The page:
Sin has corrupted our thinking when we think the primary purpose of the vineyard is happy branches. That’s like the “suckers.” Many people say they can’t believe in a God who would send people to hell. Without realizing it, they expose that they are fruitless “suckers” and think that the whole purpose of life is for them to display themselves for their own glory.
The reason God gave these words to Jesus at that time was to help His disciples think about the vineyard from His perspective or worldview. The world is His vineyard, planted to display His glory in His Son, the one true vine as He lives through the branches. For a vinedresser not to lop off fruitless branches and burn them up would be irresponsible and fall short of the glory of God. It is to the credit and glory of the vinedresser that He does whatever is necessary for the greatest production of fruit on the vine. A burn pile is a necessary part of His responsibility as a caretaker of the vineyard. All the disciples knew this aspect of vineyard husbandry. I wouldn’t be surprised if there were not some dried-up branches being burned within sight as Jesus gave this illustration.
This part of the illustration is given in love. There is a hell. God’s judgment of us is similar to the judgment made by the vinedresser as he determines which branches to remove and which branches to prune. Hell is necessary and loving if the love of God is the fruit and the purpose for which we exist. Contrary to the common accusation, God doesn’t “send” people to the burn pile. Those branches arrive in the burn pile because they live for themselves and therefore do not display fruit for God’s glory—the purpose for which they were made. They are fruitless because they don’t care about their purpose, the vine, or fruit bearing.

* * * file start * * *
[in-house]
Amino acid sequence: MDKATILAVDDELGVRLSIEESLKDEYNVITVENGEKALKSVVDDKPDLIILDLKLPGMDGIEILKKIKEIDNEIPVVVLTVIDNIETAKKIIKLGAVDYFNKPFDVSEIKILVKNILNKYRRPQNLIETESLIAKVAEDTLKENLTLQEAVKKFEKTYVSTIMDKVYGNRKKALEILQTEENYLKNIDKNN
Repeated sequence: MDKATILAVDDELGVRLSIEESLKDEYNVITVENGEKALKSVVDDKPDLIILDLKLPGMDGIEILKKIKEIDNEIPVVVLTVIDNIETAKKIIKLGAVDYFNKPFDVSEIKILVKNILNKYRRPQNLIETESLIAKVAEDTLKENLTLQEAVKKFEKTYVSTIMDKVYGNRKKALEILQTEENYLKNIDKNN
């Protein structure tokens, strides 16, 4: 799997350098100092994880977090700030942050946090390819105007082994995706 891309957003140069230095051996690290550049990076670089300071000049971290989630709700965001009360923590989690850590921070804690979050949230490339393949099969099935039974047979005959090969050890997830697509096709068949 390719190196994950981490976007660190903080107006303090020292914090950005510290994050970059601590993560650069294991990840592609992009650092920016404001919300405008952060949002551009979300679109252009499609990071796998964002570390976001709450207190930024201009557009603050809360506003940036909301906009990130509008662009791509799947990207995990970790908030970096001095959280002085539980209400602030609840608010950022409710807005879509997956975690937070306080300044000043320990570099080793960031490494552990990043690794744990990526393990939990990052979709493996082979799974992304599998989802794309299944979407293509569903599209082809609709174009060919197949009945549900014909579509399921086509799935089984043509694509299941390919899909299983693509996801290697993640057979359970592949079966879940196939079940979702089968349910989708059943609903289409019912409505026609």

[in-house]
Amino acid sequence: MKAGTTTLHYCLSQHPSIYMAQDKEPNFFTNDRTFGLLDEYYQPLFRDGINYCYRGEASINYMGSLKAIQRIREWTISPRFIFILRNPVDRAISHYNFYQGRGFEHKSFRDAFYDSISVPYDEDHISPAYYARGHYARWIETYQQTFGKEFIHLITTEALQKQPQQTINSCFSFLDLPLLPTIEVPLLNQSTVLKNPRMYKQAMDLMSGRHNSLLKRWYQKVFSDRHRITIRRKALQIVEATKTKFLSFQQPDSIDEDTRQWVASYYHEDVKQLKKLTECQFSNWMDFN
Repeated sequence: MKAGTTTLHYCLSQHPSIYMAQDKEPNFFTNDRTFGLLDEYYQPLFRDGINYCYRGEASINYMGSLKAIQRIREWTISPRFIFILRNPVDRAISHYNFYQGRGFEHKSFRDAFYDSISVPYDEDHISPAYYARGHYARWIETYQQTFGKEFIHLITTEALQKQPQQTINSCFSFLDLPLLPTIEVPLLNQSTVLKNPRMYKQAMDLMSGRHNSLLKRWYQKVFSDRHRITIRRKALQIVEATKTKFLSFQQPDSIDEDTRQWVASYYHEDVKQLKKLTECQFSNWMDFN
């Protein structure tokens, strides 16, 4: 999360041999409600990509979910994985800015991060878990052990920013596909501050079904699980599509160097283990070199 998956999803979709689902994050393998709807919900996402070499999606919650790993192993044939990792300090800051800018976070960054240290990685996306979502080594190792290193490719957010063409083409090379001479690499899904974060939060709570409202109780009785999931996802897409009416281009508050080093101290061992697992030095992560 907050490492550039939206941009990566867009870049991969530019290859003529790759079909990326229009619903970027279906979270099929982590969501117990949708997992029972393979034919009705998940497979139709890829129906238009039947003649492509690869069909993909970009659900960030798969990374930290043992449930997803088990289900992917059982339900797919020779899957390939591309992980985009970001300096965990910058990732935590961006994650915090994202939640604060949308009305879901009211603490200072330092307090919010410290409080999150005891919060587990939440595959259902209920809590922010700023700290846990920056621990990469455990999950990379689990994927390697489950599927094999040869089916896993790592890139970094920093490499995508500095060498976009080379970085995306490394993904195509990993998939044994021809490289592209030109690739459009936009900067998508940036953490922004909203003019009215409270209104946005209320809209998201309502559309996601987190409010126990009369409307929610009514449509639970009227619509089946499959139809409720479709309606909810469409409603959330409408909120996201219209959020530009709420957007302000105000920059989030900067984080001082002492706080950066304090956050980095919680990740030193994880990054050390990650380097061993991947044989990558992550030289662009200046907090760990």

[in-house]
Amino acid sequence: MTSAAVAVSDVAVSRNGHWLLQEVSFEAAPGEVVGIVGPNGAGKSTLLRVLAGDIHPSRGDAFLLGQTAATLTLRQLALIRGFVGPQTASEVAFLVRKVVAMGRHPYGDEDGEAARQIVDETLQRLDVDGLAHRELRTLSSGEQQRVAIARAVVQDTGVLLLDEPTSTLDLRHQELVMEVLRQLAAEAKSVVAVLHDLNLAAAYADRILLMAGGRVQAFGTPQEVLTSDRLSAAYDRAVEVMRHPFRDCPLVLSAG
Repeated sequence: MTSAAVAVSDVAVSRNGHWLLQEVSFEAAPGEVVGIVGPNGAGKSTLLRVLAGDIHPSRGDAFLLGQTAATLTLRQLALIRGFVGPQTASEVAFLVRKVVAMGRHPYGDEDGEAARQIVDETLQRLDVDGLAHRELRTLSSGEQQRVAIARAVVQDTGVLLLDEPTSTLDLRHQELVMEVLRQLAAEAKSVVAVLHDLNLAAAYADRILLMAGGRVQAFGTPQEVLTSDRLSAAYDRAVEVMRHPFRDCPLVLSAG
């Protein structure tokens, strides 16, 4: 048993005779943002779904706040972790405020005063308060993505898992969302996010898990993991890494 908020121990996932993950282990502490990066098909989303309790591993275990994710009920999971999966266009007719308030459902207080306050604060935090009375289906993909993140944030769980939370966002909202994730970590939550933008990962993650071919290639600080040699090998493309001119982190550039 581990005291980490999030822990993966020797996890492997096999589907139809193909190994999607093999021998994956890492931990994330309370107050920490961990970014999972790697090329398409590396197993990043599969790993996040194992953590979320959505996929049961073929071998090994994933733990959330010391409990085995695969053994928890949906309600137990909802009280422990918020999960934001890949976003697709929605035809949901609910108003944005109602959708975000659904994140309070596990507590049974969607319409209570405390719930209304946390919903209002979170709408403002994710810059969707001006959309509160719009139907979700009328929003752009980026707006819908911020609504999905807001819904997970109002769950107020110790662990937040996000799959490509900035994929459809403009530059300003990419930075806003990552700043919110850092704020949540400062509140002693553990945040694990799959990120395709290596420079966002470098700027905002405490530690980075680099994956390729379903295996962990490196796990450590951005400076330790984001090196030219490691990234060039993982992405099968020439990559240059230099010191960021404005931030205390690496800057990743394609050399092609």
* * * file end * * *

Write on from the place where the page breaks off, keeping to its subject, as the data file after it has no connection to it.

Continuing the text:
There is a vinedresser, one true vine, branches, fruit, and a burn pile so we can understand that God gave His Son so that those who believe in Him might not perish in the burn pile, but display eternal life-producing fruit—the love of God—for His glory. This is one of many reasons I call you to rethink the way and the purpose for which you live. Are you living intentionally to bear the fruit of the love of Jesus for His glory? The only way to avoid the burn pile is to repent of living for yourself. God has revealed that He sent His Son, Jesus, to suffer death on behalf of all who recognize their sinful fruitlessness, God has also revealed that Jesus is the vine and the source of life, by raising Him from the dead. He lives to love in all those who believe in Him and abide in Him. You can tell who the branches are. They live to love with Jesus, and therefore He continually prunes them so that they may bear more fruit. Is the life and love of Jesus flowing in your life?